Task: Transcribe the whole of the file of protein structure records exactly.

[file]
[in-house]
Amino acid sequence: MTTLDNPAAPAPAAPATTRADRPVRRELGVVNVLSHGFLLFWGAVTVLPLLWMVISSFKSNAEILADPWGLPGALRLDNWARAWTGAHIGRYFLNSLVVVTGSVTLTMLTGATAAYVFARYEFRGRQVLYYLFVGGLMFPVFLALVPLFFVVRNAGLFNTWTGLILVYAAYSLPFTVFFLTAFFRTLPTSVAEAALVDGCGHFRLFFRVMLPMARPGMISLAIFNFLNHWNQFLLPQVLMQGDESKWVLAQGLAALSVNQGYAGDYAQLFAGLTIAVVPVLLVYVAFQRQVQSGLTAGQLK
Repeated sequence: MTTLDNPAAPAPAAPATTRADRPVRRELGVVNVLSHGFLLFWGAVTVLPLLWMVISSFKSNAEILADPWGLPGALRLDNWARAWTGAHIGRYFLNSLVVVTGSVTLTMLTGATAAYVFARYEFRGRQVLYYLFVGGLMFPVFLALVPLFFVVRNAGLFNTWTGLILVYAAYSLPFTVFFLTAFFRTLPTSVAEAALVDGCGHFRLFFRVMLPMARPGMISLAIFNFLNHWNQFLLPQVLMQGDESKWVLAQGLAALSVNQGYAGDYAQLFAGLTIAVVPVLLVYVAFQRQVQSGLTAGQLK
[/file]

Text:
[in-house]
Amino acid sequence: MTTLDNPAAPAPAAPATTRADRPVRRELGVVNVLSHGFLLFWGAVTVLPLLWMVISSFKSNAEILADPWGLPGALRLDNWARAWTGAHIGRYFLNSLVVVTGSVTLTMLTGATAAYVFARYEFRGRQVLYYLFVGGLMFPVFLALVPLFFVVRNAGLFNTWTGLILVYAAYSLPFTVFFLTAFFRTLPTSVAEAALVDGCGHFRLFFRVMLPMARPGMISLAIFNFLNHWNQFLLPQVLMQGDESKWVLAQGLAALSVNQGYAGDYAQLFAGLTIAVVPVLLVYVAFQRQVQSGLTAGQLK
Repeated sequence: MTTLDNPAAPAPAAPATTRADRPVRRELGVVNVLSHGFLLFWGAVTVLPLLWMVISSFKSNAEILADPWGLPGALRLDNWARAWTGAHIGRYFLNSLVVVTGSVTLTMLTGATAAYVFARYEFRGRQVLYYLFVGGLMFPVFLALVPLFFVVRNAGLFNTWTGLILVYAAYSLPFTVFFLTAFFRTLPTSVAEAALVDGCGHFRLFFRVMLPMARPGMISLAIFNFLNHWNQFLLPQVLMQGDESKWVLAQGLAALSVNQGYAGDYAQLFAGLTIAVVPVLLVYVAFQRQVQSGLTAGQLK